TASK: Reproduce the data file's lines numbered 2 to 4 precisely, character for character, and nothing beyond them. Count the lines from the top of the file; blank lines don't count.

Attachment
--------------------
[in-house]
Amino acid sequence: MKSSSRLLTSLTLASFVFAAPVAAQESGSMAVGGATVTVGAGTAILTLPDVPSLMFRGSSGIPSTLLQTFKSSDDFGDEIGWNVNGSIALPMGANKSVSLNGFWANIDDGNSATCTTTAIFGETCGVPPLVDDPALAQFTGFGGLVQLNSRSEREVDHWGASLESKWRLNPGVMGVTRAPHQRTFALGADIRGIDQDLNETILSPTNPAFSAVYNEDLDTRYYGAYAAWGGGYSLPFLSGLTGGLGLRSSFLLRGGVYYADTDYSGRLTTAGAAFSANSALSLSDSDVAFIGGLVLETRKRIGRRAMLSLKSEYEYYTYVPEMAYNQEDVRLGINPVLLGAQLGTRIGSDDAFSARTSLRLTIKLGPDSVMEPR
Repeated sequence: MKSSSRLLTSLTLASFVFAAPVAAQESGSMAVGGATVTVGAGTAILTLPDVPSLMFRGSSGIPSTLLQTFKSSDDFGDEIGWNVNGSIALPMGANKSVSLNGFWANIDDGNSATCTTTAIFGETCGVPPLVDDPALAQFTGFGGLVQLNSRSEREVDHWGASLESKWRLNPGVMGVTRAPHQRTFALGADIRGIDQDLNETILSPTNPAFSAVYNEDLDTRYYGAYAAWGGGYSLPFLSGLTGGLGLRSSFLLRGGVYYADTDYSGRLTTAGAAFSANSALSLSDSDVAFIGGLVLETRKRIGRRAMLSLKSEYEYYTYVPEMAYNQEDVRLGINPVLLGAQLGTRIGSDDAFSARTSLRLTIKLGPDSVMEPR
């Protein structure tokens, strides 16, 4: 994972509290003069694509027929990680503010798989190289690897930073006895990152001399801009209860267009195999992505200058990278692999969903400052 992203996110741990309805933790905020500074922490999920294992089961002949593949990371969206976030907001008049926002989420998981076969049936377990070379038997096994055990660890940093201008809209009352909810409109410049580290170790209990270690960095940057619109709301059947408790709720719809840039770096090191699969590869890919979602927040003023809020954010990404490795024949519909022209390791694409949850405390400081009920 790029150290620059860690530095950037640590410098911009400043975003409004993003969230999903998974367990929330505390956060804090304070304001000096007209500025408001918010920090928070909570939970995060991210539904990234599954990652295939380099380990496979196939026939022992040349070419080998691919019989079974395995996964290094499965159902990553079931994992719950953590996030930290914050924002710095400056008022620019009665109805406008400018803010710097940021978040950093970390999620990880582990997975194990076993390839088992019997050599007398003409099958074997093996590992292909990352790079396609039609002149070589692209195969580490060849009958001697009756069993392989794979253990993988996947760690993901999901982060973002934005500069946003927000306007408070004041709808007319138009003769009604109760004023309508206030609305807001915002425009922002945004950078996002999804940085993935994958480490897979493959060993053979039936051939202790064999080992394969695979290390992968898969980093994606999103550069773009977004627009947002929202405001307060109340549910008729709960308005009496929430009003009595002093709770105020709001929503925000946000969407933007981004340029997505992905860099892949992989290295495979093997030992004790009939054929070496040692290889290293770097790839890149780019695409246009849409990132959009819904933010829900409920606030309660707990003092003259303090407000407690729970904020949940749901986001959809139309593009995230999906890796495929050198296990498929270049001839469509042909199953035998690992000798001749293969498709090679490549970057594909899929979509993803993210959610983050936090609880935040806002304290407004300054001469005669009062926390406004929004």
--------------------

Amino acid sequence: MKSSSRLLTSLTLASFVFAAPVAAQESGSMAVGGATVTVGAGTAILTLPDVPSLMFRGSSGIPSTLLQTFKSSDDFGDEIGWNVNGSIALPMGANKSVSLNGFWANIDDGNSATCTTTAIFGETCGVPPLVDDPALAQFTGFGGLVQLNSRSEREVDHWGASLESKWRLNPGVMGVTRAPHQRTFALGADIRGIDQDLNETILSPTNPAFSAVYNEDLDTRYYGAYAAWGGGYSLPFLSGLTGGLGLRSSFLLRGGVYYADTDYSGRLTTAGAAFSANSALSLSDSDVAFIGGLVLETRKRIGRRAMLSLKSEYEYYTYVPEMAYNQEDVRLGINPVLLGAQLGTRIGSDDAFSARTSLRLTIKLGPDSVMEPR
Repeated sequence: MKSSSRLLTSLTLASFVFAAPVAAQESGSMAVGGATVTVGAGTAILTLPDVPSLMFRGSSGIPSTLLQTFKSSDDFGDEIGWNVNGSIALPMGANKSVSLNGFWANIDDGNSATCTTTAIFGETCGVPPLVDDPALAQFTGFGGLVQLNSRSEREVDHWGASLESKWRLNPGVMGVTRAPHQRTFALGADIRGIDQDLNETILSPTNPAFSAVYNEDLDTRYYGAYAAWGGGYSLPFLSGLTGGLGLRSSFLLRGGVYYADTDYSGRLTTAGAAFSANSALSLSDSDVAFIGGLVLETRKRIGRRAMLSLKSEYEYYTYVPEMAYNQEDVRLGINPVLLGAQLGTRIGSDDAFSARTSLRLTIKLGPDSVMEPR
């Protein structure tokens, strides 16, 4: 994972509290003069694509027929990680503010798989190289690897930073006895990152001399801009209860267009195999992505200058990278692999969903400052 992203996110741990309805933790905020500074922490999920294992089961002949593949990371969206976030907001008049926002989420998981076969049936377990070379038997096994055990660890940093201008809209009352909810409109410049580290170790209990270690960095940057619109709301059947408790709720719809840039770096090191699969590869890919979602927040003023809020954010990404490795024949519909022209390791694409949850405390400081009920 790029150290620059860690530095950037640590410098911009400043975003409004993003969230999903998974367990929330505390956060804090304070304001000096007209500025408001918010920090928070909570939970995060991210539904990234599954990652295939380099380990496979196939026939022992040349070419080998691919019989079974395995996964290094499965159902990553079931994992719950953590996030930290914050924002710095400056008022620019009665109805406008400018803010710097940021978040950093970390999620990880582990997975194990076993390839088992019997050599007398003409099958074997093996590992292909990352790079396609039609002149070589692209195969580490060849009958001697009756069993392989794979253990993988996947760690993901999901982060973002934005500069946003927000306007408070004041709808007319138009003769009604109760004023309508206030609305807001915002425009922002945004950078996002999804940085993935994958480490897979493959060993053979039936051939202790064999080992394969695979290390992968898969980093994606999103550069773009977004627009947002929202405001307060109340549910008729709960308005009496929430009003009595002093709770105020709001929503925000946000969407933007981004340029997505992905860099892949992989290295495979093997030992004790009939054929070496040692290889290293770097790839890149780019695409246009849409990132959009819904933010829900409920606030309660707990003092003259303090407000407690729970904020949940749901986001959809139309593009995230999906890796495929050198296990498929270049001839469509042909199953035998690992000798001749293969498709090679490549970057594909899929979509993803993210959610983050936090609880935040806002304290407004300054001469005669009062926390406004929004």